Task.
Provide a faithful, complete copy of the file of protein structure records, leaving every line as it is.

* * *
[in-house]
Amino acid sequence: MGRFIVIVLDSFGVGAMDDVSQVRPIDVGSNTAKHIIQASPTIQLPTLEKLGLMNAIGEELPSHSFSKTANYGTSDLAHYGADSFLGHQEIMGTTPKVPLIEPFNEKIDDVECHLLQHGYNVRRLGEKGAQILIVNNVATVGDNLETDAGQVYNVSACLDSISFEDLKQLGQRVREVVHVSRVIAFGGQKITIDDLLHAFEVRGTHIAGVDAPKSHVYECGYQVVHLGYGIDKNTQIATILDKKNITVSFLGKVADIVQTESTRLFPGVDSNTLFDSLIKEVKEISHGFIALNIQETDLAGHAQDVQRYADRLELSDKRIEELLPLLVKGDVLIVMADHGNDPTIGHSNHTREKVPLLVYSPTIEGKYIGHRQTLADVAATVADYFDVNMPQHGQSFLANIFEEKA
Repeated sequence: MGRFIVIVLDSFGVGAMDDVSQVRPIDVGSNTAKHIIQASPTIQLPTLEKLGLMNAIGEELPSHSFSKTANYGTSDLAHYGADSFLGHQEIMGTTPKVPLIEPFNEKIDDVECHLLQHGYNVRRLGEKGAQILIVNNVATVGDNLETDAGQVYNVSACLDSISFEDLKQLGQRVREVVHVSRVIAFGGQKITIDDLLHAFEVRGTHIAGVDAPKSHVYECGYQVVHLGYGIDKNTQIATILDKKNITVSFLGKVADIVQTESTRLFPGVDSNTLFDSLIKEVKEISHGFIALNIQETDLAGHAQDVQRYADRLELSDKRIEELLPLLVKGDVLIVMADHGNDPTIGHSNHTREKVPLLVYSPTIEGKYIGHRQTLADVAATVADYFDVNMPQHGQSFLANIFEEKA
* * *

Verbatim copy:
[in-house]
Amino acid sequence: MGRFIVIVLDSFGVGAMDDVSQVRPIDVGSNTAKHIIQASPTIQLPTLEKLGLMNAIGEELPSHSFSKTANYGTSDLAHYGADSFLGHQEIMGTTPKVPLIEPFNEKIDDVECHLLQHGYNVRRLGEKGAQILIVNNVATVGDNLETDAGQVYNVSACLDSISFEDLKQLGQRVREVVHVSRVIAFGGQKITIDDLLHAFEVRGTHIAGVDAPKSHVYECGYQVVHLGYGIDKNTQIATILDKKNITVSFLGKVADIVQTESTRLFPGVDSNTLFDSLIKEVKEISHGFIALNIQETDLAGHAQDVQRYADRLELSDKRIEELLPLLVKGDVLIVMADHGNDPTIGHSNHTREKVPLLVYSPTIEGKYIGHRQTLADVAATVADYFDVNMPQHGQSFLANIFEEKA
Repeated sequence: MGRFIVIVLDSFGVGAMDDVSQVRPIDVGSNTAKHIIQASPTIQLPTLEKLGLMNAIGEELPSHSFSKTANYGTSDLAHYGADSFLGHQEIMGTTPKVPLIEPFNEKIDDVECHLLQHGYNVRRLGEKGAQILIVNNVATVGDNLETDAGQVYNVSACLDSISFEDLKQLGQRVREVVHVSRVIAFGGQKITIDDLLHAFEVRGTHIAGVDAPKSHVYECGYQVVHLGYGIDKNTQIATILDKKNITVSFLGKVADIVQTESTRLFPGVDSNTLFDSLIKEVKEISHGFIALNIQETDLAGHAQDVQRYADRLELSDKRIEELLPLLVKGDVLIVMADHGNDPTIGHSNHTREKVPLLVYSPTIEGKYIGHRQTLADVAATVADYFDVNMPQHGQSFLANIFEEKA